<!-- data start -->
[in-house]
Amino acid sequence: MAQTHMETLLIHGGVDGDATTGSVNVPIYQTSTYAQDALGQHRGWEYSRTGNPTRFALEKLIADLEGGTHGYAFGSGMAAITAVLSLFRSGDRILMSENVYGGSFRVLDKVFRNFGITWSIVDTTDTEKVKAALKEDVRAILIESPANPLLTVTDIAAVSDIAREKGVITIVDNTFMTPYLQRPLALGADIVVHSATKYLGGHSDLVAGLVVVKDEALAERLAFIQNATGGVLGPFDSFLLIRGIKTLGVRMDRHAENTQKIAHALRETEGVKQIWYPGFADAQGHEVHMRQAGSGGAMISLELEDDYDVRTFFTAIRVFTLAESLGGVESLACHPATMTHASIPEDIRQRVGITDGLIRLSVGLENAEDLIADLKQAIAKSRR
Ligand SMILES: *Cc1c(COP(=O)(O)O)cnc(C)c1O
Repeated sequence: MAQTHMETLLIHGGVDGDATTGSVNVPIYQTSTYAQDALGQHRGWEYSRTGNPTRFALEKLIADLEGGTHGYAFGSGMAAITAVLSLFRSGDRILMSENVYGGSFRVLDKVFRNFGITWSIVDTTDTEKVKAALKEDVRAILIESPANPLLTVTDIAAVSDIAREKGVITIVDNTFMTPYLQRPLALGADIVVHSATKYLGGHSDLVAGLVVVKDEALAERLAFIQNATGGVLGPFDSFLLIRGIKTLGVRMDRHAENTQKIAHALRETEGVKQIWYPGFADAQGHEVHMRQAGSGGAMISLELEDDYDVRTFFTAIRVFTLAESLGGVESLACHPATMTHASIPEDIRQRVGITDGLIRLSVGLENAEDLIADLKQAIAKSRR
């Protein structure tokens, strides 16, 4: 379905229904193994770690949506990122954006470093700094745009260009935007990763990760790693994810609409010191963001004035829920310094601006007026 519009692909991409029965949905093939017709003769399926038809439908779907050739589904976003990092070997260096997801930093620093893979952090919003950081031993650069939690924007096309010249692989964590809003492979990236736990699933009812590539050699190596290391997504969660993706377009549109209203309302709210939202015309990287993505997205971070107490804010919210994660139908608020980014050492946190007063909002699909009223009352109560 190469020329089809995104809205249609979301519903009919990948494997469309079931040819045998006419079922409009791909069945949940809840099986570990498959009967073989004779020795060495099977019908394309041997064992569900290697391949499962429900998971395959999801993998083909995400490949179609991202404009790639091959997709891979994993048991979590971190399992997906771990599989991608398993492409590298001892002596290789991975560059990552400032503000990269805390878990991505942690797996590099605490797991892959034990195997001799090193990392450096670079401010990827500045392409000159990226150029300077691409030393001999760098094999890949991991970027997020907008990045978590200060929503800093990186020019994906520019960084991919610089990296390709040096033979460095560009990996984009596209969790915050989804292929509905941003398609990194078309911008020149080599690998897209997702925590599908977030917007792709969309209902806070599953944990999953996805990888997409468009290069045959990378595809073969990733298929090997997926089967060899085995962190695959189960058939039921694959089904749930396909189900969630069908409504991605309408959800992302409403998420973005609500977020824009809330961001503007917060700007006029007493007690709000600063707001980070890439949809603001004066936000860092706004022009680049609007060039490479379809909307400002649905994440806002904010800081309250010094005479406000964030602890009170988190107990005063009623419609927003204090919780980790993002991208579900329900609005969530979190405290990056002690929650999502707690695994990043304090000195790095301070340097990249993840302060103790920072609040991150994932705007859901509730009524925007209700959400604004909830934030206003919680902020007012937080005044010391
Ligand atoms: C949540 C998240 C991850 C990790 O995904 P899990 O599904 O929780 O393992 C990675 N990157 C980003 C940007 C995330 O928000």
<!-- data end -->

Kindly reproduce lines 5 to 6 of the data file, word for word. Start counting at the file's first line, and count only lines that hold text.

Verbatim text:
């Protein structure tokens, strides 16, 4: 379905229904193994770690949506990122954006470093700094745009260009935007990763990760790693994810609409010191963001004035829920310094601006007026 519009692909991409029965949905093939017709003769399926038809439908779907050739589904976003990092070997260096997801930093620093893979952090919003950081031993650069939690924007096309010249692989964590809003492979990236736990699933009812590539050699190596290391997504969660993706377009549109209203309302709210939202015309990287993505997205971070107490804010919210994660139908608020980014050492946190007063909002699909009223009352109560 190469020329089809995104809205249609979301519903009919990948494997469309079931040819045998006419079922409009791909069945949940809840099986570990498959009967073989004779020795060495099977019908394309041997064992569900290697391949499962429900998971395959999801993998083909995400490949179609991202404009790639091959997709891979994993048991979590971190399992997906771990599989991608398993492409590298001892002596290789991975560059990552400032503000990269805390878990991505942690797996590099605490797991892959034990195997001799090193990392450096670079401010990827500045392409000159990226150029300077691409030393001999760098094999890949991991970027997020907008990045978590200060929503800093990186020019994906520019960084991919610089990296390709040096033979460095560009990996984009596209969790915050989804292929509905941003398609990194078309911008020149080599690998897209997702925590599908977030917007792709969309209902806070599953944990999953996805990888997409468009290069045959990378595809073969990733298929090997997926089967060899085995962190695959189960058939039921694959089904749930396909189900969630069908409504991605309408959800992302409403998420973005609500977020824009809330961001503007917060700007006029007493007690709000600063707001980070890439949809603001004066936000860092706004022009680049609007060039490479379809909307400002649905994440806002904010800081309250010094005479406000964030602890009170988190107990005063009623419609927003204090919780980790993002991208579900329900609005969530979190405290990056002690929650999502707690695994990043304090000195790095301070340097990249993840302060103790920072609040991150994932705007859901509730009524925007209700959400604004909830934030206003919680902020007012937080005044010391
Ligand atoms: C949540 C998240 C991850 C990790 O995904 P899990 O599904 O929780 O393992 C990675 N990157 C980003 C940007 C995330 O928000």